Today was the day I finally got to hike up a mountain. To be fair, I have only been in Cape Town for about a week and a half. However, the second I stepped out of the airport I saw mountains and immediately wanted to be on top of them.

The view of Table Mountain from the street I live on
The view of Table Mountain from the street I live on

The city of Cape Town is built around Table Mountain. Table Mountain a flat-top mountain that is one of multiple mountains comprising Table Mountain National Park. It officially became one of the New 7 Wonders of Nature in 2012 (“It’s Official”). The two main peaks on either end of Table Mountain are called Devil’s Peak and Lion’s Head. Lion’s Head is the peak known for good sunrises and sunsets. It is also the shortest and easiest hike, so the locals advised us to start with it. So, with maybe a little too much pride, I, along with three other friends, decided to hike Lion’s Head to see the sunrise.

It is summer in Cape Town, so the days are long, and the sun rises early. To be precise, the sun rises at 6:10 am. This meant we needed to start hiking before 5 am. We woke up around 4:00 am, were in an Uber at 4:30 am, and began hiking at 4:54 am.

About five minutes into the hike all four of us started complaining about something. It is a lot of work to walk up a steep hill, especially so early in the morning. Little did we know what we were getting ourselves into.

hiking down the mountain
hiking down the mountain

We assumed we were making good time when we stopped behind a long queue (line) of tourists along a narrow path with a drop off to one side and tall, intimidating rocks to the other side. They informed us that they went the wrong way, but the satellite map on my friends’ phone appeared to show us on the right path. They backtracked, and we moved forward, quickly to find a dead end. Luckily as we shamefully began following the narrow path back, we found the correct path. At the top of a ladder we climbed, we were supposed to turn left instead of right. It really is hard to see in the dark. This was our first humbling experience.

Next, we made it to a fork with a sign that said “alternative route” or “scaling”. It was emphasized that scaling was at our own risk, but we proceeded up the path, nonetheless. Rungs were somehow drilled into the rocks to help us climb. Near the top of about a 20 foot climb, the rungs disappeared and a heavy metal chain was along one side of the rocks. That is what we used to get up the remaining few feet of rock.

The most challenging part of this experience was doing it in the dark. A sunrise hike meant hike up in the dark in order to see the sun rise at the top. None of us owned head torches (headlamps) so we were using the flashlight on our phones to light the way. However, when scaling rocks, both hands are needed, so the phone flashlights were turned off and put away.

After we made it through the scaling portion, feeling pretty proud of ourselves, we could see the top of the mountain. However, it still seemed so far away and what was between us and the top of the mountain was more rocks! So, we climbed. There was another ladder, more rungs, and a lot of careful stepping up rocks.

The view of the top of Lion's Head from hike down
The view of the top of Lion’s Head from hike down

As my friends and I talked about the unexpected intensity of this hike while climbing, a few locals passed us. One woman asked us if we had done Devil’s Peak or Table Mountain. We admittingly denied our hiking experience in Cape Town. With a friendly smirk, she explained that Lion’s Head is nothing compared to the other hikes. Apparently both Devil’s Peak and the top of Table Mountain include longer, steeper, harder climbs. More information on that to come soon.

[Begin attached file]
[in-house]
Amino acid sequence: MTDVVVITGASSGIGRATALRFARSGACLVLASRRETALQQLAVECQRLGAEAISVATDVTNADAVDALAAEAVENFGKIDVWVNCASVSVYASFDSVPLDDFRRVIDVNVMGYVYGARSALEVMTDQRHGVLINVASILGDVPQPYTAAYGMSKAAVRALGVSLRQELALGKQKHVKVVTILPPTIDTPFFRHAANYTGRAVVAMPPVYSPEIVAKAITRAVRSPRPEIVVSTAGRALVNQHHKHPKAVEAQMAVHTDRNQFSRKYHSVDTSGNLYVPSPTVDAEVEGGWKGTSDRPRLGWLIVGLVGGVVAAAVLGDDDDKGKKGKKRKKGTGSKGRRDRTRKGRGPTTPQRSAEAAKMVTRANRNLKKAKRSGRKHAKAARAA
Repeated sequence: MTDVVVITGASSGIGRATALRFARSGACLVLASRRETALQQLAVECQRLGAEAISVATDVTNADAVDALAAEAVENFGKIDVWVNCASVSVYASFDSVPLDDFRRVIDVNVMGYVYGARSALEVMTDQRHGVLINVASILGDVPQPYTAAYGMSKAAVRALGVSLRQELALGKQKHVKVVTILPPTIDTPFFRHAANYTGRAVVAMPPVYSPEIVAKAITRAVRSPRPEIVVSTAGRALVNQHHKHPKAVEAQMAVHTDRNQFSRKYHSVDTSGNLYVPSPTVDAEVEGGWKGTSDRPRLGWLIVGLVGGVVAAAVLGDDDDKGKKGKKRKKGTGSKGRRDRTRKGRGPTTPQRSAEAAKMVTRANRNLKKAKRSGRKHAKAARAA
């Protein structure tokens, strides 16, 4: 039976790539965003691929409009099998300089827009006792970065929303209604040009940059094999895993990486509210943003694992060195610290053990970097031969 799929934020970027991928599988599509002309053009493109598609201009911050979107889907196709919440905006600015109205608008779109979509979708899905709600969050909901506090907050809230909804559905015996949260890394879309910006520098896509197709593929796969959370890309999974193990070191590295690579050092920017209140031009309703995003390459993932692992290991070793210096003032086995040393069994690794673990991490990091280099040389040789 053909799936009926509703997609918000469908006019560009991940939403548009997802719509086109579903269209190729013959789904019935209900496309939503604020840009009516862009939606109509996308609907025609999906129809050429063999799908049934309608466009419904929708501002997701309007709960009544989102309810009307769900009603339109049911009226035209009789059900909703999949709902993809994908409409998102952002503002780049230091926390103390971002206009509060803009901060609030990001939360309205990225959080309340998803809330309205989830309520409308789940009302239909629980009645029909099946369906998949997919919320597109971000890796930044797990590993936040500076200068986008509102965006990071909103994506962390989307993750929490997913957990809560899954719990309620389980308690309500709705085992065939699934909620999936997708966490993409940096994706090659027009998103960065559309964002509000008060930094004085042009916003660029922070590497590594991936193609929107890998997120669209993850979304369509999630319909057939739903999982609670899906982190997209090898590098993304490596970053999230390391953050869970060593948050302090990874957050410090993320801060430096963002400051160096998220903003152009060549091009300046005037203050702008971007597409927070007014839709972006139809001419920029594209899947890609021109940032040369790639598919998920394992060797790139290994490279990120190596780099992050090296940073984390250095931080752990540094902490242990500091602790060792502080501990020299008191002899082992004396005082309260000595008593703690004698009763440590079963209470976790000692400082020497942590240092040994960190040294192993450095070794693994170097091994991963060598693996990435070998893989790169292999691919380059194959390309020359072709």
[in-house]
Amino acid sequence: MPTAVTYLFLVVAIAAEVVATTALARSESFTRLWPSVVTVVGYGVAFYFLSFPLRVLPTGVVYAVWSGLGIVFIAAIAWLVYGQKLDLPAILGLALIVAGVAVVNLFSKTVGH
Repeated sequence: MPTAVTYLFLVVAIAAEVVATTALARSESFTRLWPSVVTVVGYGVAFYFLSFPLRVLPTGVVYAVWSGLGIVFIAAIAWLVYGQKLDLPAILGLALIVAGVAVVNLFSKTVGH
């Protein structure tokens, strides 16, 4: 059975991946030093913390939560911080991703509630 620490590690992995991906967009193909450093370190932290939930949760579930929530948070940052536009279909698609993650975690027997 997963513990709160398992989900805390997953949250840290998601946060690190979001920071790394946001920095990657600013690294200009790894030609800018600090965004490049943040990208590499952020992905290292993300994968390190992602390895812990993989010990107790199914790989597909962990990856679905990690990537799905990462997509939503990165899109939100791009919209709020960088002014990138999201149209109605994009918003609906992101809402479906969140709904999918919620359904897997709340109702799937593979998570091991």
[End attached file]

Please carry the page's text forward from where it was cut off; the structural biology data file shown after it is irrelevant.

However, in good timing, we made it! I’m not going to lie, standing on top of a mountain before 6 o’clock felt accomplishing. Also, the view from the top of the mountain was breathtaking. I saw the ocean, different beaches, the city, and other mountains all from one point. And I can’t forget the sun, of course. Or did we miss it?

"cloud clearing! quick--let's get a picture!"
“cloud clearing! quick–let’s get a picture!”

We were standing on top of the mountains for 15 minutes with colorless clouds. The clouds would engulf the top of the mountain and limit our visibility, then blow away so we had a clear, gorgeous view, only to quickly return. The colors in the sky were not meeting my expectations because they were completely lacking. It was light enough outside that I thought the sun had already risen without colors. But all of a sudden, the sun popped out behind a mountain in the distance. Within seconds, colors of pink and orange were painted across the sky so vibrant I thought I was dreaming. I thought to myself THIS is why I woke up at 4am.

A view of the sunrise as the colors start pushing through the clouds
A view of the sunrise as the colors start pushing through the clouds
Just sitting on a rock, admiring the view!
Just sitting on a rock, admiring the view!

 God’s majesty and beauty was shining right in my face, and I could not help but be in total awe. I am so thankful to be in a city and country that has a variety of activities, and a melting pot of people where I can learn from others and constantly be reminded of God’s majesty that surrounds me—and all of us—every day, even if we don’t think we can see it.


“It’s Official – Table Mountain Is a New7Wonder of Nature.” TableMountain Aerial Cableway | Official Website,

Published by Julia Wilson

Class of 2021 IES Abroad Cape Town, South Africa Biology, Psychology

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